So both books rely on bad sociology and bad history however the real crime is what Harris and Zachiarias do to philosophy.  I’ll refute Harris first because it’s so bleedingly obvious.
Harris makes the target of his attack “Faith”. Let’s accept its definition as the belief in something without evidence or deductions from evidence. What Harris fails to do is explain how he can have any kind of philosophy without atleast a modicum of this Faith. Even if you are an absolute empiricist who attempts to believe only in sense data you have to have some faith in sense data (the data can’t justify the data as this would be circular).
Now there are different types of “Faith” – there are assumptions, intuitions and convictions (in the Calvinist sense) – but these all share in our definition as beliefs based on something other than evidence or deductions based on evidence. Assumptions are the most mundane being just mental leaps over gaps in the logic. If you believe an assumption then your belief has a tentative and reluctant nature. Its like saying you know you’ve cheated. Assumptions are very open to being wrong.  Intuitions are a type of knowledge that emerges from the knower in a way that can’t be described from the evidence. If you can imagine perceiving with your “heart” or your “gut” or your “third eye” then you have the concept of intuition. Intuitions have some openness to being wrong. They can be overturned by new information leading to a new intuition. “Convictions” are a way of knowing that comes from the object of knowledge. This can be hard for modern people to comprehend because almost the only way we apply this kind of knowledge since the rise of science is in relation to God. The concept is that God, or the Scriptures or if you like a person or even an object communicates its “truth” so forcefully you will know it whereas if you just surveyed the evidence without that communication you could never be sure (even by intuition). Convictions are the least open to being wrong as they come from the source. It’s still possible that the source could be deceptive as in a devil masquerading as God but convictions are by their nature harder to challenge.
Now here’s the rub. You can’t have any system of knowledge without either assumptions, intuitions or convictions. Whatever your epistemology you have to have some kind of Faith. And the type of knowledge Harris and Zachiarias are contesting is in fact moral knowledge – knowing right from wrong. For that kind of knowledge you need a busload of Faith to get by (thankyou Lou Reed).
Why so much Faith (assumptions, intuitions or convictions) you may ask? The reason is a very old philosophical problem known as the is-ought divide. There is simply no way to get from what is (ie. The child is hurt) to what ought to be (ie. I should hug them) by deductive logic. You can only cross the divide with an assumption, intuition or conviction (or something derived from them). After all multiple conflicting oughts can be applied to any specific IS. (ie. The child is hurt so I should tell them to toughen up or avenge them with some dual katana action or ignore them) So Sam Harris is in a quandary because he attacks Faith but then can’t explain how he navigates a moral landscape without it.
Zachiarias’s mistake is to think that somehow he is in a different boat to Harris because he is a theist. Zachiarias states that because he has credible evidence that there IS a moral lawgiver in God, then he knows what he OUGHT to do. Can you spot the problem? Zachiarias omits to mention that he like Harris must have some Faith to cross the gap from Is to ought. What Zachiarias means is that he knows God is the LEGITIMATE moral lawgiver but this legitimacy can’t be derived from the evidence because the evidence will only show what is – not what ought to be. Zachiarias is either making an assumption (ie. A creator has moral rights), relying on intuition (ie. Feels like a loving God) or receiving conviction (ie.Being claimed by the Holy Spirit).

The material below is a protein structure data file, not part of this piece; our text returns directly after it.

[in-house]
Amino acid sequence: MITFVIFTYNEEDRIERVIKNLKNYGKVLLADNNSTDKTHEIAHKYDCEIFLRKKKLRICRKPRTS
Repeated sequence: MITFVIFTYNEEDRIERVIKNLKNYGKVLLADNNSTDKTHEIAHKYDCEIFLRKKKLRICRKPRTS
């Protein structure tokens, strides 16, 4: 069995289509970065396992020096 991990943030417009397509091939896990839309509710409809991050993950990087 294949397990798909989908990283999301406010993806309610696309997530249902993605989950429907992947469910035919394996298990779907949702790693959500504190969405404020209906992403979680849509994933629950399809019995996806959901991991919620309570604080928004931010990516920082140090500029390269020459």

And... this is important... if Zachiarias can allow himself to use Faith to cross the divide from Is to Ought then he can’t fairly deny the same to an atheist. Why can’t an atheist assume, intuit or even be convicted by a moral position. Conviction is a hard one to imagine without a personality to communicate its truth but I wouldn’t deny the language to the atheist entirely. It’s possible to say that the oneness of all beings is a truth that convicts. Or the dignity of another person.
Even more importantly (I repeat) what IS doesn’t lead to what OUGHT to be. There is no way to conclude from the statement that there IS no God that one OUGHT to be suicidal or a Stalinist dictator or anything. Zachiarias joins a chorus of Christian apologists who argue that whimsical cruelty, naked self-interest or paradoxically self-destruction can be logically deduced from atheism. That statement is nonsense. Even if we make the mistaken claim that a theistic IS contains an undeniable OUGHT then all an atheistic ISN’T would contain is the space for other OUGHTs including infact the theistic one. Whatever moral system the atheist ends up with (including an amoral one) can’t be a pure conclusion of their atheism.
Perhaps the only thing that can be said is that theistic beliefs are more conducive to the reception of conviction as the means of bridging the gap between IS and OUGHT. Atheistic beliefs are more conducive to using intuition or assumption with the latter preferred by empiricists or logical positivists (your typical “New Atheist”). Because conviction is the hardest of the three to overturn while assumption is the most tentative theists are more likely to have stronger moral convictions than the New Atheists. Whether greater conviction is a good thing or not depends on the situation and one’s own moral assessment. Harris can present the conviction of a terrorist bomber and be sure that his western readers will recoil in disgust. Zachiarias can present the idea of ambivalence towards the modern sexual slave trade and expect his readership to strongly disapprove. In fact though, there is only a soft distinction behind these exaggerations. There are also hard-line atheistic moralists and morally flexible theists.